September 1, 1993
DAVID S. HARVEY
One of the best pieces of self-administered recurrency training a pilot can give himself is simple and effective: regular review and revision of emergency landing procedures. As time goes on, these skills — learned as part of primary training — can get very rusty and even fade away completely. The problem is compounded as the pilot moves on to new and different aircraft, and a definite Catch-22 eventually sets in. The more you fly without problems, the less you believe you'll ever have any.
For multiengine pilots, consideration of the consequences of total power loss may seem to be a minor matter; after ad it's one of the main reasons you pay the price for "two" in the first place. Realistically, the chances of it happening are small enough. If it does and you find yourself steering your light twin to the ground in a hurry, the chances are it'll be because something happened to the fuel. That "something" can be self-induced (you ran out of it), and indeed, this remains one of the leading causes of such problems. But it can also be because of fuel contamination. Twins continue to get into trouble because of misfueling incidents. Ask air-show pilot Bob Hoover about that. After a lineman filled his recip's tanks with Jet A a few years ago, he found himself pulling off his best dead-stick landing yet — on the slopes of a box canyon.
My multiengine instructor always cautioned against a too-early choice of crossfeed in an emergency, based on the not unreasonable premise that what caused the problem in the first place might simply transfer itself to the other engine. Uninvited water is certainly a hazard, despite the pilot's best efforts during preflight (a good tip is to give the wing a good shaking; that way, water trapped in crevices in fuel bladders may be shifted to the drains arriving at engines and injectors or the carburetor). The point that total power loss in a twin — for whatever reason — is a possibility; the proficient pilot had better be prepared.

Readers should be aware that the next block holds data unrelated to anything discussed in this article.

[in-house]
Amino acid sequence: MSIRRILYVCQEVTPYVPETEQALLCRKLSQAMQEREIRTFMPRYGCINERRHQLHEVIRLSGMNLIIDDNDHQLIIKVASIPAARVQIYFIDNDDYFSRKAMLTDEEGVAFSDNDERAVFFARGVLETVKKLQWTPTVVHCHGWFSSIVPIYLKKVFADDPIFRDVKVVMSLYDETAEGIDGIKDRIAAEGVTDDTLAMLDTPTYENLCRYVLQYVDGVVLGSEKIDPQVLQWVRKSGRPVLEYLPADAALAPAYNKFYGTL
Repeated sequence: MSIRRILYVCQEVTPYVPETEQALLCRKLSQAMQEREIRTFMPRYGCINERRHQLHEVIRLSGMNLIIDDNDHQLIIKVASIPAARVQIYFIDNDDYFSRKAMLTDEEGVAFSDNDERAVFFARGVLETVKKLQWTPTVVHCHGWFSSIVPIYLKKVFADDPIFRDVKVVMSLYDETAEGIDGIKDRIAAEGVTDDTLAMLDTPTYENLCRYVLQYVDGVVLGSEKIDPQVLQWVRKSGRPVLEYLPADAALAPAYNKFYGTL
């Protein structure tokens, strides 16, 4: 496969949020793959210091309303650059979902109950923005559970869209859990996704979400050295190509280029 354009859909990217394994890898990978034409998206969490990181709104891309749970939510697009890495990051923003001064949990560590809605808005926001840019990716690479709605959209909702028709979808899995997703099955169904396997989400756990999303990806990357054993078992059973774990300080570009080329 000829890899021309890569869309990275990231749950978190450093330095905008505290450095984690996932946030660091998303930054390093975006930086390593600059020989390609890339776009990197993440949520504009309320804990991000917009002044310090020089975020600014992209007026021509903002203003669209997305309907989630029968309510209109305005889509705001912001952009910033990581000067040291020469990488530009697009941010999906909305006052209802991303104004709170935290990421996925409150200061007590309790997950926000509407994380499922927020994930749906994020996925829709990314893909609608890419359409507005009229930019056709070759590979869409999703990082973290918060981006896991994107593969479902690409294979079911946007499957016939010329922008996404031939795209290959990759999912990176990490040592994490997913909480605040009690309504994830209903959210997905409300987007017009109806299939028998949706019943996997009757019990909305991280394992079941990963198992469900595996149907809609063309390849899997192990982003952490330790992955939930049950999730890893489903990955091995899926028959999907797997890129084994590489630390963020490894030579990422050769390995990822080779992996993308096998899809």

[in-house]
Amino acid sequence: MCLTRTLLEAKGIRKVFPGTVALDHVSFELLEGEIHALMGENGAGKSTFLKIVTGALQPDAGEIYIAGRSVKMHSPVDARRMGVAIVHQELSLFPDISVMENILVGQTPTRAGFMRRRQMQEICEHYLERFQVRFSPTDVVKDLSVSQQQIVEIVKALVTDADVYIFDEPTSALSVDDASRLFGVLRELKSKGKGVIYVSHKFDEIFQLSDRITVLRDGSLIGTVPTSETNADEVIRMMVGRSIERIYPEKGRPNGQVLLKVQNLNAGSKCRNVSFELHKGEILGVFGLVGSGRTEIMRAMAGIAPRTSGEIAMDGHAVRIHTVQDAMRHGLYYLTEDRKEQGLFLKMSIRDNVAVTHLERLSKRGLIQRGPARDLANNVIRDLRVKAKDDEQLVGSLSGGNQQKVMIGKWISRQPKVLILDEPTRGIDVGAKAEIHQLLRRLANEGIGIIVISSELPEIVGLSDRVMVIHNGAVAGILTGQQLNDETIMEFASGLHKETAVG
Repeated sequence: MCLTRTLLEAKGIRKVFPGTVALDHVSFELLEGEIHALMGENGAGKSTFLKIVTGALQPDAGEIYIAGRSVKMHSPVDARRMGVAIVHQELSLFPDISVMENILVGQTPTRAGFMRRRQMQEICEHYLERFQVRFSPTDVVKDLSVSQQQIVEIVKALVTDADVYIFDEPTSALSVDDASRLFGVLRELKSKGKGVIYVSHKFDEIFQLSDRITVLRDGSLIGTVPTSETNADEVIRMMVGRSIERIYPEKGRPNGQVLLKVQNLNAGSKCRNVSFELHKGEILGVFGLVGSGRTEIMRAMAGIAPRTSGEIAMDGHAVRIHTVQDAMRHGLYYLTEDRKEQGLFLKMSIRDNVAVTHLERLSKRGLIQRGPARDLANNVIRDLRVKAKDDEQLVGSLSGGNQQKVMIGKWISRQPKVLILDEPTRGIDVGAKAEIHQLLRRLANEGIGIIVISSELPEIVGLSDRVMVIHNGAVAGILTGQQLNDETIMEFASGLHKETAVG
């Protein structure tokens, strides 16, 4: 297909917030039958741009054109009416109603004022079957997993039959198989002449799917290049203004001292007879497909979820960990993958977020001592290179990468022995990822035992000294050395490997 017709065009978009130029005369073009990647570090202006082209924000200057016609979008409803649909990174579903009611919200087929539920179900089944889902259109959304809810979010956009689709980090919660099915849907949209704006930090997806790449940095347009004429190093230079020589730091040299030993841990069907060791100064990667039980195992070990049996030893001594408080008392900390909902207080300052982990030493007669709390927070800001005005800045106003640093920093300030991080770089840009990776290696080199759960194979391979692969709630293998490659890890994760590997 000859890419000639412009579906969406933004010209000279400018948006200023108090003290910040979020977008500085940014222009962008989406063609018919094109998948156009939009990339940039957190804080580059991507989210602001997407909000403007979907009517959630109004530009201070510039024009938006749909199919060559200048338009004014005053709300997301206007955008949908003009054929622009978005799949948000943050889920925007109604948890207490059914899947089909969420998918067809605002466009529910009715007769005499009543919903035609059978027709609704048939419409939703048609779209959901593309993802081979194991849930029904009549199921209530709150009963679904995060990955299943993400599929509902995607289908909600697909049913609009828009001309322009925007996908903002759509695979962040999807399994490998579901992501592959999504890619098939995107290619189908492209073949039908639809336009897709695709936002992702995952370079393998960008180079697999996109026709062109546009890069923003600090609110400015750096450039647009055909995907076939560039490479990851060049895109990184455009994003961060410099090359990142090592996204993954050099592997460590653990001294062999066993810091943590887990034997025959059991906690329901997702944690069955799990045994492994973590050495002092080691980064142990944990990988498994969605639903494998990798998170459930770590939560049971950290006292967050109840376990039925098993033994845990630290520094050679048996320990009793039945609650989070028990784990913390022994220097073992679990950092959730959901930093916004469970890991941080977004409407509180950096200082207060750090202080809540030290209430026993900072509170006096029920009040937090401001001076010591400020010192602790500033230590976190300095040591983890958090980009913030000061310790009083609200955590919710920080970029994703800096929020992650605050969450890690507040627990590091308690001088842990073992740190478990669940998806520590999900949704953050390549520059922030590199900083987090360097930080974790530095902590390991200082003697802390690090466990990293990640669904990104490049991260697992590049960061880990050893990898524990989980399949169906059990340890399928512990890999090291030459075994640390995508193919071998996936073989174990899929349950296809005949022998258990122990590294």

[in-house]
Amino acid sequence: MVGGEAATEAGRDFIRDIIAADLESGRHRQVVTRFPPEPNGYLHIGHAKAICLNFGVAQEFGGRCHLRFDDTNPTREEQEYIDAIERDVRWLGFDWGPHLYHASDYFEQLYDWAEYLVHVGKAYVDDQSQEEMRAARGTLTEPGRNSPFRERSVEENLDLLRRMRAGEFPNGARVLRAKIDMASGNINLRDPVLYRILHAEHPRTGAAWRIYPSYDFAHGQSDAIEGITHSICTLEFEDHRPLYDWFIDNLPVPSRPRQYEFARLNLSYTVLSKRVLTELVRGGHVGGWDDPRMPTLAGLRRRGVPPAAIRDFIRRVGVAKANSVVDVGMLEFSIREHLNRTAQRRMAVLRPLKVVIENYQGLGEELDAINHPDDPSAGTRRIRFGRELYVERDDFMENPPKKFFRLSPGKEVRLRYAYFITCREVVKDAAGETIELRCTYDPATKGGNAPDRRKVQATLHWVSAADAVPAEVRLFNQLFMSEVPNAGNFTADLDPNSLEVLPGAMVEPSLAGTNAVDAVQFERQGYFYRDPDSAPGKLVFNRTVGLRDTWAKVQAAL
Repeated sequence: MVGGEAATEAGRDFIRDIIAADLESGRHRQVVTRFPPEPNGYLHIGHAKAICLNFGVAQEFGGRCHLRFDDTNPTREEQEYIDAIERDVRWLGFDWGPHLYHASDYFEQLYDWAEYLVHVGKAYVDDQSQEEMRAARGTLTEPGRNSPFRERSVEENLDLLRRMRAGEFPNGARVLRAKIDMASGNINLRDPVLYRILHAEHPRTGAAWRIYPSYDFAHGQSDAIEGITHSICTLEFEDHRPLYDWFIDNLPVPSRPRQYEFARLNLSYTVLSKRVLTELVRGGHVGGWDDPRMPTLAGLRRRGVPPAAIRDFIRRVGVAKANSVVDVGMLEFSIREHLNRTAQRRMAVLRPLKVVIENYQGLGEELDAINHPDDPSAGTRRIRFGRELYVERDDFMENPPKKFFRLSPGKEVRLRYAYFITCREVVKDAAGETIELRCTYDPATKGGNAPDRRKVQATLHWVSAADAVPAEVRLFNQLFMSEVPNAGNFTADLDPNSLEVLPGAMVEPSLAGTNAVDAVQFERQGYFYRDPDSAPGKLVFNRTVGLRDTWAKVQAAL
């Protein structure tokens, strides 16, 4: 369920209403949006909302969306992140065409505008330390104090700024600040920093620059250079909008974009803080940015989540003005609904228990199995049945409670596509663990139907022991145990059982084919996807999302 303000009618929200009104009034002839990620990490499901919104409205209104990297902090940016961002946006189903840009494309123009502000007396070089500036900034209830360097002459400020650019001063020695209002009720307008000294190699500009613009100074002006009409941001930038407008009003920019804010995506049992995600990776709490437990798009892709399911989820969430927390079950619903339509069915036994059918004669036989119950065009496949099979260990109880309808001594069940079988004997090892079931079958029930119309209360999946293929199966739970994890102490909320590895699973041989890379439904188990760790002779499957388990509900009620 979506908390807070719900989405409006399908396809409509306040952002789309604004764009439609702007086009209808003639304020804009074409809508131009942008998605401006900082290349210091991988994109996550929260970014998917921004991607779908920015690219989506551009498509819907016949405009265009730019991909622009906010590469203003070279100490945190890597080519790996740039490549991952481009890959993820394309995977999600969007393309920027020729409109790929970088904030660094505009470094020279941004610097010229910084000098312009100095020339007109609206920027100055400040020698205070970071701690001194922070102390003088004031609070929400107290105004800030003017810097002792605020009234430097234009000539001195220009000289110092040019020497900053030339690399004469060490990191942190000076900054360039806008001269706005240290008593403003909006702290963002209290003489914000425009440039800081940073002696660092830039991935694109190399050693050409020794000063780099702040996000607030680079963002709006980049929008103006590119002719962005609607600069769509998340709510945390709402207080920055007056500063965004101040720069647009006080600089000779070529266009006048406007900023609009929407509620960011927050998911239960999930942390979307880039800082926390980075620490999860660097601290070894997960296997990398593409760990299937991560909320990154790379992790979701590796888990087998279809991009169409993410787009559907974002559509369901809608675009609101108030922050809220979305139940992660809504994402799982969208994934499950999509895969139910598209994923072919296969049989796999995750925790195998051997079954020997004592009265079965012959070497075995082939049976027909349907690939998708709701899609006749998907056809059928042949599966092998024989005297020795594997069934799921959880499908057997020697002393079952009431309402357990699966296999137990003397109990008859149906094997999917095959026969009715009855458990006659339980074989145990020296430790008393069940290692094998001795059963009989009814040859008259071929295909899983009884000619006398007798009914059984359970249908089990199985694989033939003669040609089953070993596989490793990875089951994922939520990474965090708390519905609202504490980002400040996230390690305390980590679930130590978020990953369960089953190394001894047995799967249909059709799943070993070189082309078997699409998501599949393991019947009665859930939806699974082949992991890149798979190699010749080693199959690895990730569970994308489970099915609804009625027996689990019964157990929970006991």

Level at 9,000 feet on a freezing December morning, I had just settled our elderly Piper PA-23-160 Apache; down in cruise on V379, enroute from Hyde Field in the Washington, D.C., area to Bridgeport, Connecticut, for a business meeting. I noticed a slight flickering of the left propeller.
We were in and out of pretty messy instrument meteorological conditions at the time, so I reached for the carte heat, thinking the Apache's noted susceptibility to ice was to blame. But no, that didn't do the trick. The stuttering in the prop got worse, and a feeling as cold as the weather began to creep over me. I scanned the instrument pane}everything seemed normal. As a multiengine instructor with lots of PA-23 time, I was ready for what would have but was still unwilling to commit to a feathered engine (and a canceled mission).
Instead, I pushed on every familiar lever and knob I could find. Among them were the fuel selector valves, a pair of uncomfortable brass handles on a box behind the throttle pedestal I palmed them forward, returning them to Main from the auxiliary tank position I had selected a few moments earlier. Still, no joy ï¿½- now what?